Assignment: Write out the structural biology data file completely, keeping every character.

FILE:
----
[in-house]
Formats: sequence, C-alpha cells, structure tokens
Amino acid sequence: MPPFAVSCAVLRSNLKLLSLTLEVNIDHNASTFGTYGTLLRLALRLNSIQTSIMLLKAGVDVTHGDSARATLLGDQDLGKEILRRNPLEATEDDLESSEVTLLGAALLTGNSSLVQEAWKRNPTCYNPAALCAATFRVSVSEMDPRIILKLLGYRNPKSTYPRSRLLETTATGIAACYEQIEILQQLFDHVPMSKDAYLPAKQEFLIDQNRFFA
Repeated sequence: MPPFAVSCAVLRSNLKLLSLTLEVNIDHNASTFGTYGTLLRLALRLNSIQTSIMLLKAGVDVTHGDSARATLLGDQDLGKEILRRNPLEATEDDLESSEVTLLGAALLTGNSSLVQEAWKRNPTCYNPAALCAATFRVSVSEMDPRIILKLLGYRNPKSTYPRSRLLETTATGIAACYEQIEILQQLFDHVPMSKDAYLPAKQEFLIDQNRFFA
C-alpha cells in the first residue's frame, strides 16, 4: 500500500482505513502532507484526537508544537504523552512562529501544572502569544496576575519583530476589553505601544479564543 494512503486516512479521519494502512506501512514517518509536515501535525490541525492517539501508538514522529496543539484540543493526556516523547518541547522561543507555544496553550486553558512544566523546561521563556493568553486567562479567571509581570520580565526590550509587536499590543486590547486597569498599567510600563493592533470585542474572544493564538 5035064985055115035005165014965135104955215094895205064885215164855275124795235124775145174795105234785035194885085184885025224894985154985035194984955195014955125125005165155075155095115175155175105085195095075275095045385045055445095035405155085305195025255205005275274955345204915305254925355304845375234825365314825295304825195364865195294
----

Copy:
[in-house]
Formats: sequence, C-alpha cells, structure tokens
Amino acid sequence: MPPFAVSCAVLRSNLKLLSLTLEVNIDHNASTFGTYGTLLRLALRLNSIQTSIMLLKAGVDVTHGDSARATLLGDQDLGKEILRRNPLEATEDDLESSEVTLLGAALLTGNSSLVQEAWKRNPTCYNPAALCAATFRVSVSEMDPRIILKLLGYRNPKSTYPRSRLLETTATGIAACYEQIEILQQLFDHVPMSKDAYLPAKQEFLIDQNRFFA
Repeated sequence: MPPFAVSCAVLRSNLKLLSLTLEVNIDHNASTFGTYGTLLRLALRLNSIQTSIMLLKAGVDVTHGDSARATLLGDQDLGKEILRRNPLEATEDDLESSEVTLLGAALLTGNSSLVQEAWKRNPTCYNPAALCAATFRVSVSEMDPRIILKLLGYRNPKSTYPRSRLLETTATGIAACYEQIEILQQLFDHVPMSKDAYLPAKQEFLIDQNRFFA
C-alpha cells in the first residue's frame, strides 16, 4: 500500500482505513502532507484526537508544537504523552512562529501544572502569544496576575519583530476589553505601544479564543 494512503486516512479521519494502512506501512514517518509536515501535525490541525492517539501508538514522529496543539484540543493526556516523547518541547522561543507555544496553550486553558512544566523546561521563556493568553486567562479567571509581570520580565526590550509587536499590543486590547486597569498599567510600563493592533470585542474572544493564538 5035064985055115035005165014965135104955215094895205064885215164855275124795235124775145174795105234785035194885085184885025224894985154985035194984955195014955125125005165155075155095115175155175105085195095075275095045385045055445095035405155085305195025255205005275274955345204915305254925355304845375234825365314825295304825195364865195294